Burmese in HK ? if not, Thai? Taishan?
I've been here 2 months now out of 9, and the food quests are going fairly well, though i need to find more like-minded individuals.
One thing I was recently craving was Burmese food. I miss Larkin Express Deli in San Francisco.
Anyone have any tips for Burmese in Hong Kong? the only thing i found online was an article saying the only Burmese restaurant just closed in September.
if all else fails, does anyone have a particular recommendation for cheap thai?
i've been to a few places in Kowloon City, and had a case of food poisoning as a result. but i'm still willing, to try more of the local small thai places. being a student without an income i still need to keep things on a budget.
For a possible splurge, another thing i miss is the Taishan yellow eel steam baskets. instead of the clay pot rice version, its served wrapped in leaves in a bamboo steamer.
Thank you for any tips!
sorry to hear of the poisoning, but glad it didn't sour your appetite for more Kowloon City food...i had a great Thai meal in KC though i can't remember the name or specific street...i went to KC specifically looking to eat sticky rice, somdam, and other Isaan or Chiang Mai dishes...i asked (in Thai) at a few places but most were only serving BKK style and/or Chinese-Thai dishes...but finally a woman in one of them actually walked me a couple alleys over to a tiny place that not only made a great somdam but also had gaeng-hang-lay (tender stewed pork w/ ginger) which might be perfect for your needs since it's a Burmese-Thai dish...
i seem to remember that the restaurant sign read something-Noodle shop on the outside, even though most of the dishes on the steamtable were not noodle dishes...it's on one of the more eastern n/s streets (the second from the end?) and it's on the west side of that street., like a half block down from the park..sorry to be so vague, but if you ask around for a place that does Isaan and Chiang Mai food, you may find it, as it seems to be the only one (none of the others seemed to even have sticky rice, aka "khao-nio", so ask for that you might find it)...
"Phom yaak gin ahaan-Isaan ru ahaan-Chiang Mai, krap" is "i want to eat Isaan or Chiang Mai food"..."Ruu-jak raan-ahaan-Isaan glai-glai tii-ni, krap?" is "do you know of an Isaan restaurant near here?"...(that is the way you'd ask those questions if you are a guy...if female, substitute "Chan" for "Phom" and substitute "kaah" for "krap"
Thank you for the tip. I'm definitely in favor of stewed meat and ginger, so that sounds perfect. I think i might know which place you are talking about, not a whole lot of the Thai places say "noodle" on the outside. At least not in English.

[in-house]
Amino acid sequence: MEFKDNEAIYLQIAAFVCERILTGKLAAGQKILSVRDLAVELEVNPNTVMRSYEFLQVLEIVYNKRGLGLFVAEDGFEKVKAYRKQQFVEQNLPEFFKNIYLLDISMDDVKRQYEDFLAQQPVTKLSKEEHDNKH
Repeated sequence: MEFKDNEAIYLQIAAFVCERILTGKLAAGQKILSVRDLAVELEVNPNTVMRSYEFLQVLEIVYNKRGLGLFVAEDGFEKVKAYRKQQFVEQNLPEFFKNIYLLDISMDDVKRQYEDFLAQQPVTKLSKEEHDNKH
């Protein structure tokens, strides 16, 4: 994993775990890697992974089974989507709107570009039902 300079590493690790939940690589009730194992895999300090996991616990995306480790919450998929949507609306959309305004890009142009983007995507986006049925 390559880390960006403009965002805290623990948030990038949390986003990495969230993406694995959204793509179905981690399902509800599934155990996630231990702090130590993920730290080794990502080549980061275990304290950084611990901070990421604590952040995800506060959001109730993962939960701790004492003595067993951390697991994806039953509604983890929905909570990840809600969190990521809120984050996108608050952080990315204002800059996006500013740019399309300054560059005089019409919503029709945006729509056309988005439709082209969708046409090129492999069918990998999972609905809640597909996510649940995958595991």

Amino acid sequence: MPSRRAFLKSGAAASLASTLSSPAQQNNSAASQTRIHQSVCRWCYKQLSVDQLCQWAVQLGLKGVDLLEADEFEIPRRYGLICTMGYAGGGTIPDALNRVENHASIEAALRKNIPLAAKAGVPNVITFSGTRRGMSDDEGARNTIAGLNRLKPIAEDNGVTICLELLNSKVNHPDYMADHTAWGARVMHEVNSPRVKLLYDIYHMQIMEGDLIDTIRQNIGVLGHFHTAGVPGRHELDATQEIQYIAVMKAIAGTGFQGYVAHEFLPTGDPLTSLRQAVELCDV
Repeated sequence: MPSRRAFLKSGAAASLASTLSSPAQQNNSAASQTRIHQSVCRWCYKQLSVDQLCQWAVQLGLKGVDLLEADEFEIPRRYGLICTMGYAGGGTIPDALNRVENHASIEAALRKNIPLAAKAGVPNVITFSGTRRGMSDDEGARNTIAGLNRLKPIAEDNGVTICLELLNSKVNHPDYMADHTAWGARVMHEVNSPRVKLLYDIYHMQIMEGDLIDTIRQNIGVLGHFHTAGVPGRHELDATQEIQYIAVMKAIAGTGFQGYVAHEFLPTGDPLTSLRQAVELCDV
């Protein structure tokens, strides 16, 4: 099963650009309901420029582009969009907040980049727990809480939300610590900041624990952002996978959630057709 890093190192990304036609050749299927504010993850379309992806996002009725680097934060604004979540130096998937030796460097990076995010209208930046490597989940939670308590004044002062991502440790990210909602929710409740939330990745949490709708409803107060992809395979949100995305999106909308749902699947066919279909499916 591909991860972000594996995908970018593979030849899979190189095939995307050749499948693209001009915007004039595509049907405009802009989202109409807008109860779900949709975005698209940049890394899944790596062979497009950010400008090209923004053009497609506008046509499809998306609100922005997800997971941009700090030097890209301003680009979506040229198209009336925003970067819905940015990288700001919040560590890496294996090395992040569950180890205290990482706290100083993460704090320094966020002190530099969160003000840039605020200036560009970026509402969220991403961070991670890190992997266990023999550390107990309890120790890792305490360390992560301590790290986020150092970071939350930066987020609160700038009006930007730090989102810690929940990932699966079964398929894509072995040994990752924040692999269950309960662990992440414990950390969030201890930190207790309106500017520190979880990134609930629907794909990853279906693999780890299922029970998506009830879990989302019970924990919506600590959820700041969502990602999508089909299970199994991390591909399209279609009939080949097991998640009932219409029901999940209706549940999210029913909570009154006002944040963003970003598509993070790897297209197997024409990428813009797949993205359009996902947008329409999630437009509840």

And I haven't found Taishan food, but i did have a great clap pot (sausage/preserved meat) meal in Sheung Wan the other night. Near the "haunted" police station on Des Voeux Road west (extremely bright, yellow sign). Thank goodness for local friends, as on my budget I often have to stick to the no-english-menu locations.
in case anyone else is interested, I spoke with a Burmese professor at my university, and he confirmed that there used to be one Burmese restaurant in Hong Kong, but it is no longer in business.
I was really expecting to get some really good south-east asian food while i was here.
but it appears that it is better in san francisco/bayarea.
The only Burmese place I ever heard of was Rangoon, in Causeway Bay. And yes, it's closed.
You're in China. Hong Kong's population is 95% Chinese, the vast majority of whom are Cantonese and are not big fans of spicy food. So you shouldn't be particularly surprised that HK isn't as good for Burmese or SE Asian food as the very multi-cultural Bay Area, which has about a 25% immigrant population, including 20,000 Burmese.
On the other hand, if you like Cantonese food...
Ah, I am not up to par with my Hong Kong demographics. I would have assumed that out of the 7 million people living here, due to relative proximity, there would be a larger South East Asian population living in Hong Kong than California. It appears I was incorrect.
Thank you for the suggestion in Macau.
I did notice the other day in Aberdeen there was a sign for a "Myanmar Thai" ... i don't know if they are just trying to be "colorful", or if possibly they have a connection to Burma that might show up in the food.
I will try it out someday, (if no one else has anything to comment), and report back.